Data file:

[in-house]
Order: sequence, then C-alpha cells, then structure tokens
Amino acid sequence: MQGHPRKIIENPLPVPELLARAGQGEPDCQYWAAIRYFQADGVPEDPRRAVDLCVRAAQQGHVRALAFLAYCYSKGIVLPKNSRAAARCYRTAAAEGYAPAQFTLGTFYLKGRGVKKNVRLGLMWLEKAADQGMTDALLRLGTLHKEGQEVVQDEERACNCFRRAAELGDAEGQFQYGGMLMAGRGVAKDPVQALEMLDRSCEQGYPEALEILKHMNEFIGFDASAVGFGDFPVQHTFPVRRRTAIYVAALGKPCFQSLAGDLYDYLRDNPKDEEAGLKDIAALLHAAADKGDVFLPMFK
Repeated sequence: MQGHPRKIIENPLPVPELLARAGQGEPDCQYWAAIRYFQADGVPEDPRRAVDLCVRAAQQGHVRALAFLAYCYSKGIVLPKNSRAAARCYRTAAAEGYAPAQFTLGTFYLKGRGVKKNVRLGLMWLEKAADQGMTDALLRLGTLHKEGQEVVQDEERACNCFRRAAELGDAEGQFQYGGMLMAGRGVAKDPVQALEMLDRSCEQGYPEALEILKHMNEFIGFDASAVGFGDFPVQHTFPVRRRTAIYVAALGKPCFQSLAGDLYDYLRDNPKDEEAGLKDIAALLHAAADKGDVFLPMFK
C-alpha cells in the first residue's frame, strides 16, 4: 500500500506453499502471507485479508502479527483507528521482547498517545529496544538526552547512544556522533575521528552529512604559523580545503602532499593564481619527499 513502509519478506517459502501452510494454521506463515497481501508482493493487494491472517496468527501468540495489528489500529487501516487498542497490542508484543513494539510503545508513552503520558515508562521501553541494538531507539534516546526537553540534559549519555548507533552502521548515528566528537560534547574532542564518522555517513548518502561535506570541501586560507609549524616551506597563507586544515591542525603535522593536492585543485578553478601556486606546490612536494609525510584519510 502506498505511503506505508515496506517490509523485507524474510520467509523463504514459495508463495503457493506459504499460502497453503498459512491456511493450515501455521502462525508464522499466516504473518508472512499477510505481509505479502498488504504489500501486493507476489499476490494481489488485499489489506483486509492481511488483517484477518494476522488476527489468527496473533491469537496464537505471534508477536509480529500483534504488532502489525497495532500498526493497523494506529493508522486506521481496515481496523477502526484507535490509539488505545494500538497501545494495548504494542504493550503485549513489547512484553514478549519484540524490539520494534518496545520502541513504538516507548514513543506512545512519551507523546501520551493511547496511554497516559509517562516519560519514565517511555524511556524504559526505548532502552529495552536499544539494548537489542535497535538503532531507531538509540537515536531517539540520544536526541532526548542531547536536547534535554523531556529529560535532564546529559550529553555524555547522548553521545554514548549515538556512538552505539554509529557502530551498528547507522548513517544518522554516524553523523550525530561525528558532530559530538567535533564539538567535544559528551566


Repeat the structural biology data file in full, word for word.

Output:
[in-house]
Order: sequence, then C-alpha cells, then structure tokens
Amino acid sequence: MQGHPRKIIENPLPVPELLARAGQGEPDCQYWAAIRYFQADGVPEDPRRAVDLCVRAAQQGHVRALAFLAYCYSKGIVLPKNSRAAARCYRTAAAEGYAPAQFTLGTFYLKGRGVKKNVRLGLMWLEKAADQGMTDALLRLGTLHKEGQEVVQDEERACNCFRRAAELGDAEGQFQYGGMLMAGRGVAKDPVQALEMLDRSCEQGYPEALEILKHMNEFIGFDASAVGFGDFPVQHTFPVRRRTAIYVAALGKPCFQSLAGDLYDYLRDNPKDEEAGLKDIAALLHAAADKGDVFLPMFK
Repeated sequence: MQGHPRKIIENPLPVPELLARAGQGEPDCQYWAAIRYFQADGVPEDPRRAVDLCVRAAQQGHVRALAFLAYCYSKGIVLPKNSRAAARCYRTAAAEGYAPAQFTLGTFYLKGRGVKKNVRLGLMWLEKAADQGMTDALLRLGTLHKEGQEVVQDEERACNCFRRAAELGDAEGQFQYGGMLMAGRGVAKDPVQALEMLDRSCEQGYPEALEILKHMNEFIGFDASAVGFGDFPVQHTFPVRRRTAIYVAALGKPCFQSLAGDLYDYLRDNPKDEEAGLKDIAALLHAAADKGDVFLPMFK
C-alpha cells in the first residue's frame, strides 16, 4: 500500500506453499502471507485479508502479527483507528521482547498517545529496544538526552547512544556522533575521528552529512604559523580545503602532499593564481619527499 513502509519478506517459502501452510494454521506463515497481501508482493493487494491472517496468527501468540495489528489500529487501516487498542497490542508484543513494539510503545508513552503520558515508562521501553541494538531507539534516546526537553540534559549519555548507533552502521548515528566528537560534547574532542564518522555517513548518502561535506570541501586560507609549524616551506597563507586544515591542525603535522593536492585543485578553478601556486606546490612536494609525510584519510 502506498505511503506505508515496506517490509523485507524474510520467509523463504514459495508463495503457493506459504499460502497453503498459512491456511493450515501455521502462525508464522499466516504473518508472512499477510505481509505479502498488504504489500501486493507476489499476490494481489488485499489489506483486509492481511488483517484477518494476522488476527489468527496473533491469537496464537505471534508477536509480529500483534504488532502489525497495532500498526493497523494506529493508522486506521481496515481496523477502526484507535490509539488505545494500538497501545494495548504494542504493550503485549513489547512484553514478549519484540524490539520494534518496545520502541513504538516507548514513543506512545512519551507523546501520551493511547496511554497516559509517562516519560519514565517511555524511556524504559526505548532502552529495552536499544539494548537489542535497535538503532531507531538509540537515536531517539540520544536526541532526548542531547536536547534535554523531556529529560535532564546529559550529553555524555547522548553521545554514548549515538556512538552505539554509529557502530551498528547507522548513517544518522554516524553523523550525530561525528558532530559530538567535533564539538567535544559528551566